On this week in 2014, Bangladesh’s prime minister Shiekh Hasina was enjoying a hollow reelection, with a supermajority in the Jatiyo Sangsad (জাতীয় সংসদ), Bangladesh’s unicameral parliament. Hasina had pushed forward with elections, despite breaching political trading by refusing to appoint a caretaker government and despite the opposition’s determination to boycott the vote as flawed.
Nearly two decades prior, when Hasina and her Bangladesh Awami League (বাংলাদেশ আওয়ামী লীগ) were in the opposition and boycotted the 1996 elections, the two major parties worked out a compromise for a new vote four months later — a vote that the Awami League went on to win.
After her uncontested victory in January 2014, however, Hasina used the opportunity not to enter into negotiations with her rival, Khaleda Zia, and other leaders of the more Islamist and more conservative Bangladesh Nationalist Party (BNP, বাংলাদেশ জাতীয়তাবাদী দল). Instead, Hasina has spent the past two years working to undermine not only the BNP, but the entire framework of Bangladeshi democracy, however fragile it had been since independence in 1971.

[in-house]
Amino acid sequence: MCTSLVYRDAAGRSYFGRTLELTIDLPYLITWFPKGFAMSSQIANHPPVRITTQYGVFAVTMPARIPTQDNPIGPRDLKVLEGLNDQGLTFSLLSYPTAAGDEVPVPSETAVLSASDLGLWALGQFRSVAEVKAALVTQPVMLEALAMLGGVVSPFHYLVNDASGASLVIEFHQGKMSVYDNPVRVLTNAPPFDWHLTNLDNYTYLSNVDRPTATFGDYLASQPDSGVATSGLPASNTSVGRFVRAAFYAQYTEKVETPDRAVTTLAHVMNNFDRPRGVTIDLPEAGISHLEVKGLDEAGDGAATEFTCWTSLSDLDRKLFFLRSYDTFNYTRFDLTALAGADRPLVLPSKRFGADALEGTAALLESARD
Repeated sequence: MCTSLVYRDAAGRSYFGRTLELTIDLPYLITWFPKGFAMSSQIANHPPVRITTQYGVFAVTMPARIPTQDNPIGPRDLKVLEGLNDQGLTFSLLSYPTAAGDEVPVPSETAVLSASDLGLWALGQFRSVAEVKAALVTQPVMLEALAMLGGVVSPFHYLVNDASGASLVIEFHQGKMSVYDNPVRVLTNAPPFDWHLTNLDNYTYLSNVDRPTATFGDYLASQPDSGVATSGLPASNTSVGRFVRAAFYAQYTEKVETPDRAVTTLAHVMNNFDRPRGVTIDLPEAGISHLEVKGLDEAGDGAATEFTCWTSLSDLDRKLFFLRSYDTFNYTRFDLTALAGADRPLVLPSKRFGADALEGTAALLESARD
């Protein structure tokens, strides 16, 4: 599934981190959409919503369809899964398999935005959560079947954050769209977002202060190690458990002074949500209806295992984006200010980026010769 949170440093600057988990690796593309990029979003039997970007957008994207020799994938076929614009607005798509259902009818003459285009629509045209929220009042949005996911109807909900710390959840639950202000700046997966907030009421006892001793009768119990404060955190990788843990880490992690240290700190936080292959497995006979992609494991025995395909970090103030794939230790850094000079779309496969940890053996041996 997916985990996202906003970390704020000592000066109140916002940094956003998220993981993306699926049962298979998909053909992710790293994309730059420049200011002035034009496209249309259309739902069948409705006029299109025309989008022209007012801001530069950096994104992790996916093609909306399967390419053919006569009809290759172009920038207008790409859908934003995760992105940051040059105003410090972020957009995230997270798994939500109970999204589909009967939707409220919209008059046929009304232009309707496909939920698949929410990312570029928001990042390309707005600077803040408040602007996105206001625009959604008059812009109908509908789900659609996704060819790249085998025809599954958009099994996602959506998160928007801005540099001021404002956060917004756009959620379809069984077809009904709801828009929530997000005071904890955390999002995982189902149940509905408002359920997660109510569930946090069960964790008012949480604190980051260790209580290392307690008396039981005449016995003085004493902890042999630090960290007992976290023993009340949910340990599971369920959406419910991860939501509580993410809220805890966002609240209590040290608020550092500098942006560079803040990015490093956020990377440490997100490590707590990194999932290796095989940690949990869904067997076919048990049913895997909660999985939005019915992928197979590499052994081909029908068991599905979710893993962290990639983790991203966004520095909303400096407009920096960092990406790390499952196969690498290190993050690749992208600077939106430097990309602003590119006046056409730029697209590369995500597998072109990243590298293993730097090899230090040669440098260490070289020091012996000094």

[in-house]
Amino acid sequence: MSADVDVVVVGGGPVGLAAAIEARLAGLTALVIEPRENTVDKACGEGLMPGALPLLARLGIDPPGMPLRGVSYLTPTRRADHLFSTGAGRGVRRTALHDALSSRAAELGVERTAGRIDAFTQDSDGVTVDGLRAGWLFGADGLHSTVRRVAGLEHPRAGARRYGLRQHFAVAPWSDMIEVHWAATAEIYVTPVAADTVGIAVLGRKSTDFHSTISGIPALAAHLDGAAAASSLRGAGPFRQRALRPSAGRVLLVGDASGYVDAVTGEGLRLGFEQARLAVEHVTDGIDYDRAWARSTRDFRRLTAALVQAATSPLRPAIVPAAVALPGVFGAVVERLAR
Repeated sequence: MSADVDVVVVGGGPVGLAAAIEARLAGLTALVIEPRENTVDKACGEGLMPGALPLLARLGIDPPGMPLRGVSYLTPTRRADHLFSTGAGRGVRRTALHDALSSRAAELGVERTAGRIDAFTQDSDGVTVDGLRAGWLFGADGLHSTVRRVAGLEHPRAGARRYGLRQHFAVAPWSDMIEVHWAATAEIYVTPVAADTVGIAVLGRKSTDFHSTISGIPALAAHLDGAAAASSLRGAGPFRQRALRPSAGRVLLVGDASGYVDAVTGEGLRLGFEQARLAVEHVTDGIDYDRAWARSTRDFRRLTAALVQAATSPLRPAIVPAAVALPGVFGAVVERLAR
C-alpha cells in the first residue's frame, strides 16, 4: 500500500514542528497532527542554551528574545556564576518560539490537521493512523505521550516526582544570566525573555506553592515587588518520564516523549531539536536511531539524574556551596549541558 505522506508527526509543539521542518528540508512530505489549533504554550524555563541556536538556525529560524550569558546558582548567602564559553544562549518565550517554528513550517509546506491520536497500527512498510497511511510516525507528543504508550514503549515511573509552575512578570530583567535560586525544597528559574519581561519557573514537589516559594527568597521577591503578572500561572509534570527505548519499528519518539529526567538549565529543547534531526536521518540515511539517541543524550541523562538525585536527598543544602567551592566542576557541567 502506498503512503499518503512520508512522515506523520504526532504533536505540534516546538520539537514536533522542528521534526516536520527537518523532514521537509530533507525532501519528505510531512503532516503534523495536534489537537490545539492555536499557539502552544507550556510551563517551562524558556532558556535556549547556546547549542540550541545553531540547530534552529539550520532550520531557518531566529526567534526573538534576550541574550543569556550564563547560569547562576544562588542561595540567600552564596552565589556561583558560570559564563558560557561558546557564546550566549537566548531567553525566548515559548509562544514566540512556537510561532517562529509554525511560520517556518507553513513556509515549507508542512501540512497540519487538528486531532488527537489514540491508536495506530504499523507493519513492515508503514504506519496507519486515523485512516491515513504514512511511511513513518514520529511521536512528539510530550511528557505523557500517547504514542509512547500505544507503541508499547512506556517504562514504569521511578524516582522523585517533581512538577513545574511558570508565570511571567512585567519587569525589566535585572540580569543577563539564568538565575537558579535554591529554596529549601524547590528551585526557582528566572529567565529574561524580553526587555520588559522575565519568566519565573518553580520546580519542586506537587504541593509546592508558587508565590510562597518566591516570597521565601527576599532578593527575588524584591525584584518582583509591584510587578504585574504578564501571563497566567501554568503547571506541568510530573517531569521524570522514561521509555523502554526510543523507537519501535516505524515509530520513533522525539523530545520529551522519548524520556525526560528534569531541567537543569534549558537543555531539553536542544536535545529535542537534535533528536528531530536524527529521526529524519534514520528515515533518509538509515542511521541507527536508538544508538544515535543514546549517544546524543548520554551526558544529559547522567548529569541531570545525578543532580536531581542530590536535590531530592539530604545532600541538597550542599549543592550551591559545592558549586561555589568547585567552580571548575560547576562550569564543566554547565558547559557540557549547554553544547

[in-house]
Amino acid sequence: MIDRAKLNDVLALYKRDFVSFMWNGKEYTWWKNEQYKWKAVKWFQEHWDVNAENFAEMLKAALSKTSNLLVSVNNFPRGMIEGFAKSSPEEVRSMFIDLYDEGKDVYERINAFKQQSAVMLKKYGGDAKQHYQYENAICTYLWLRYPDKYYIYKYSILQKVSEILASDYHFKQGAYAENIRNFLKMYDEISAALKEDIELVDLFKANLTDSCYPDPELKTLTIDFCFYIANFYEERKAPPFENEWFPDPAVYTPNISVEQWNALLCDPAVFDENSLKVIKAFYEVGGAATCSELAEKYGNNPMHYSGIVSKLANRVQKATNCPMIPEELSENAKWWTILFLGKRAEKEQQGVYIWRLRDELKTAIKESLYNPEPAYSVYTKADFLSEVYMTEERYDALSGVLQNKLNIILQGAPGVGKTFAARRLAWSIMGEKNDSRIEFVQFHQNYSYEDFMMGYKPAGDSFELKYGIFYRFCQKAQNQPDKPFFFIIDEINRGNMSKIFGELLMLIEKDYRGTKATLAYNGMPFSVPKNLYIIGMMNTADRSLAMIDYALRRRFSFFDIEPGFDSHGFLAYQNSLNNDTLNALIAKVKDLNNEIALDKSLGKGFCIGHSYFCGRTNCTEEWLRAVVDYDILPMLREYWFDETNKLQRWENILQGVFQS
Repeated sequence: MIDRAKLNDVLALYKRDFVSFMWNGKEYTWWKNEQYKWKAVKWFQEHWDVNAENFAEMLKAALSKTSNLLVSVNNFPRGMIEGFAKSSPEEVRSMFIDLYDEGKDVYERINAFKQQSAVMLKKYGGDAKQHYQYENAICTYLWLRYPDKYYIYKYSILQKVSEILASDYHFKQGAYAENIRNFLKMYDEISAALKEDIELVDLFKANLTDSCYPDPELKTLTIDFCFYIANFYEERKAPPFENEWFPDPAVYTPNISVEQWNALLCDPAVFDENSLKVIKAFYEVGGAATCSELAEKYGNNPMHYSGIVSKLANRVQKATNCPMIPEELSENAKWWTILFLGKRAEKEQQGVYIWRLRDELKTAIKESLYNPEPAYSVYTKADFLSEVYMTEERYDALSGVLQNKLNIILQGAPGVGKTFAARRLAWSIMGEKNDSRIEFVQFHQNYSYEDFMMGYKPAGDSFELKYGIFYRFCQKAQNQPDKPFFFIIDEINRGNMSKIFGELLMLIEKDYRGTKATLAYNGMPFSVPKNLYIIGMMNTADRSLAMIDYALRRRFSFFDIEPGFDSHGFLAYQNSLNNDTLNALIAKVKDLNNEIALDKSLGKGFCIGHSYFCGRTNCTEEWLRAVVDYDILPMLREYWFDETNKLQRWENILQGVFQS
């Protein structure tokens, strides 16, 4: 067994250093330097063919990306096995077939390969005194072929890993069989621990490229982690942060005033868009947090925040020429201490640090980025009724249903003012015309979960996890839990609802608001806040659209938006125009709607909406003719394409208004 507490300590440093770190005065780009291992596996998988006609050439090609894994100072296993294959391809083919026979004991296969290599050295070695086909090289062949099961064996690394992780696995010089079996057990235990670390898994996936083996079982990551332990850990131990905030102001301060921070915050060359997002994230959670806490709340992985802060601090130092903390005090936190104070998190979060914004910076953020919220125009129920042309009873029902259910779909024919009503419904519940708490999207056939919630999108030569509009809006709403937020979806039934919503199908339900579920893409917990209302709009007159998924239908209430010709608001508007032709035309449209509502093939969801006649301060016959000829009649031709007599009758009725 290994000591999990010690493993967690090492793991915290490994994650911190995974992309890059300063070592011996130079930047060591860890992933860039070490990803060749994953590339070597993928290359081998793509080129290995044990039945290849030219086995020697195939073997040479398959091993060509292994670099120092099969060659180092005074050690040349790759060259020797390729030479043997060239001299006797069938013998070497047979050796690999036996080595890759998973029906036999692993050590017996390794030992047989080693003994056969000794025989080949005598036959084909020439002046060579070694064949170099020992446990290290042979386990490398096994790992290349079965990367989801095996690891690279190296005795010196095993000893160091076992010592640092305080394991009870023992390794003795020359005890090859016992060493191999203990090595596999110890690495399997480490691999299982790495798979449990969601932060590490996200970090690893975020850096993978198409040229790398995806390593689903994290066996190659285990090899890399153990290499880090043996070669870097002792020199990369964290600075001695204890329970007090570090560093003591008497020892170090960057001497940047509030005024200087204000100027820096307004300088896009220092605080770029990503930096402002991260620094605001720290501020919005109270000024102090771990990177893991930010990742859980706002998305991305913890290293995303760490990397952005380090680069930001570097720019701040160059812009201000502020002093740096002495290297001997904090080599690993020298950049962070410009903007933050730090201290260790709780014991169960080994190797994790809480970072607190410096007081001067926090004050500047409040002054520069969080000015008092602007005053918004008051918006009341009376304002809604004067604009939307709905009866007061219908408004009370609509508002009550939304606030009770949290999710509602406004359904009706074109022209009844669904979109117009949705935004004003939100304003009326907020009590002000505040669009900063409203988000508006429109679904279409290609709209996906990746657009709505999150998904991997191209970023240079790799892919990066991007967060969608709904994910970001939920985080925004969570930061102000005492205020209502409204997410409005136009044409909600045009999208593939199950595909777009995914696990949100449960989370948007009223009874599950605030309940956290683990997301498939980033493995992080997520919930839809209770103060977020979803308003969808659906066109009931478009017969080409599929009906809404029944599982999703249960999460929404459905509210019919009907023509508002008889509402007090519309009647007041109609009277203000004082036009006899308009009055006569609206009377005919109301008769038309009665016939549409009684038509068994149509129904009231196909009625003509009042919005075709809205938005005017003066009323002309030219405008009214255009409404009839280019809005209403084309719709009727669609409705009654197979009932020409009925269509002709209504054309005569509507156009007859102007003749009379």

* * * * *
RELATED: Zia indictment won’t help
solve Bangladesh’s political standoff
* * * * *
Today, Hasina’s government has so marginalized the BNP that the seesaw of power between the two parties is far more lopsided than at any time in the past 30 years. Zia has been detained and placed under house arrest for much of the past two years, other top BNP leaders were imprisoned or exiled, the BNP’s hardline Islamist allies Jamaat-e-Islami (বাংলাদেশ জামায়াতে ইসলামী) have been virtually criminalized and some of its leaders, on trial for war crimes from the 1971 war for independence, executed.
Fresh elections are due only in 2018, three years from now, by which time there might not be a robust opposition to wage much of a challenge at all. Continue reading Two years later, Bangladesh needs a real opposition